Over four years, Voice have provided Looe Music Festival with a custom-built website, branding, logo design, copywriting and marketing strategy. For their part, Wallop have provided photography, video and animation that’s been instrumental to getting the message across. Stroll down any street in the town during summer, and you’re sure to see a few of LMF’s stunning posters, designed by another key member of the team, Tom Baker. Now the festival’s chief graphic designer, Tom’s a prime example of why Cornwall’s got talent.
“A massive effect on quality”
Like any rural area, Cornwall has tended to lose much of its young business talent to the capital. But from all over the country, from every industry, long-time fans and former residents are returning here to set up home. Some have decided it’s the perfect place to start a family. Many more are simply looking for a more relaxed pace of life, a change of scene, or an up-and-coming place to start their own business. In fact, it’s probably the mixture of all these factors. As is the case for Mr Baker.
Tom grew up in Looe, and is currently Senior Designer at 2K Games in Windsor. He’s halfway to coming back for good – spending as much time as possible working from home in Widegates, where he lives with his young family, and works on LMF in a converted shed in his garden. As a local, he’s really keen to be involved with the festival, and is clearly impressed by what it’s brought to his hometown.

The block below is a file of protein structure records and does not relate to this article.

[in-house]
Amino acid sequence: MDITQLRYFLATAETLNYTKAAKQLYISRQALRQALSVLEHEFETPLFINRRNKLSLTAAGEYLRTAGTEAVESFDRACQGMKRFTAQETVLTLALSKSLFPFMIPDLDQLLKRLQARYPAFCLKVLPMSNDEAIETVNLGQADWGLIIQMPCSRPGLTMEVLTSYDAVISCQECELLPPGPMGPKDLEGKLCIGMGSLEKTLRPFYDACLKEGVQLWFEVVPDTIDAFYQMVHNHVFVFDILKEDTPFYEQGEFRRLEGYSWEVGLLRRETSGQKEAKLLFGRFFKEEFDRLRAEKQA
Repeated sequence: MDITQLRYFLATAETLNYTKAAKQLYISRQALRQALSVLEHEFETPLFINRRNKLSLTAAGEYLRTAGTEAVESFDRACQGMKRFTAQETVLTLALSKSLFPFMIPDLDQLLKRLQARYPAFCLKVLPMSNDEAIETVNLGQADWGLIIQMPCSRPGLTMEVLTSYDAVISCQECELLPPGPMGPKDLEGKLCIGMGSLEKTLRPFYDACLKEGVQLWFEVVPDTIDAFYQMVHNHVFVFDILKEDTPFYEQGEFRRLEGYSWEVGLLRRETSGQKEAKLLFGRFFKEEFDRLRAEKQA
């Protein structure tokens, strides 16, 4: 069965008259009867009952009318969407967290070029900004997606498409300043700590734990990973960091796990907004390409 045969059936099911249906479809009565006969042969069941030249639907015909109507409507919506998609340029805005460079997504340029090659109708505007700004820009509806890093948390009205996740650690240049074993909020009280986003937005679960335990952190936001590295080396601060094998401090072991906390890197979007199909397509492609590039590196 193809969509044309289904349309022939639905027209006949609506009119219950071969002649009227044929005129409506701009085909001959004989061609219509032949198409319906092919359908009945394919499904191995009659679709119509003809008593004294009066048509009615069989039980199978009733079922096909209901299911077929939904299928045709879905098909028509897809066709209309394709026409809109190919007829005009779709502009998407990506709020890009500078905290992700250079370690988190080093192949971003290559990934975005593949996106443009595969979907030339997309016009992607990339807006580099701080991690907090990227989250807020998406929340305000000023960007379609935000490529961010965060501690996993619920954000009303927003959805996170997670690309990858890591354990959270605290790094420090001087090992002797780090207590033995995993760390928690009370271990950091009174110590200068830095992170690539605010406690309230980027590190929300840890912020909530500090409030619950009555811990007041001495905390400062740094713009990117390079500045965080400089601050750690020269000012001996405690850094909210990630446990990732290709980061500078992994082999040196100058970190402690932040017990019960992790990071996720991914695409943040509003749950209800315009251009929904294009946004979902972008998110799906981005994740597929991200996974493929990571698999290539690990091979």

“I only wish we’d had something like that growing up!” laughs Tom. “When you take a step back, you can see that since the festival started it’s had a massive effect on the quality of restaurants, for example, in Looe. You see places opening up that it wouldn’t have had before. Like the design for Mama J’s. It’s always been quite bucket-and-spade-y but it’s moving away from that now.”
Business talks – so back up your claims
That’s not to say Cornwall doesn’t still have its own style of business, or that the influx of newcomers has necessarily changed that. “Commerce in Cornwall works on a traditional recommendation and respect basis”, says Tanya. Which, for those dedicated to getting work done right, can only be good news. “Word of mouth and showcasing must be the primary sales tool for Cornwall-based businesses. Deliver a good job and news travels quickly.”
There’s a strong community in Cornwall, and businesses talk to each other – that’s why it’s so important to maintain a presence, both on and offline. The opportunities may be fewer, but the aggressive, all-in competition you’d get in London is completely absent. Work hard on your reputation, make sure your brand is saying the same things you are, and you’ll get the recognition you deserve.
“Cornwall brings out the best in the creative industries”
Far from its provincial reputation, Cornwall nowadays – even South East Cornwall alone – has an extremely rich, growing resource of creative talent. And with its melting-pot quality, it seems to just work. “Maybe it’s because of the relaxed environment, inspiring surroundings and a good work-life balance”, says Tanya, “but for some reason Cornwall brings out the best in business people – particularly those involved in the creative industries.”
Listening to Tom, that would certainly seem to be the case. “What I love about Cornwall is that there’s all these little creative pockets”, he says. “There’s you guys in Liskeard and Stephen over at Studio Wallop, there’s a lot of creative talent dotted around. I mean, not many people would know about me, working away in my shed in Widegates!”
Whatever it is about Cornwall, it’s attracting the cream of the crop. So next time you wish you had a budget for a big agency, remember that you could assemble something even better – for far better value – right here.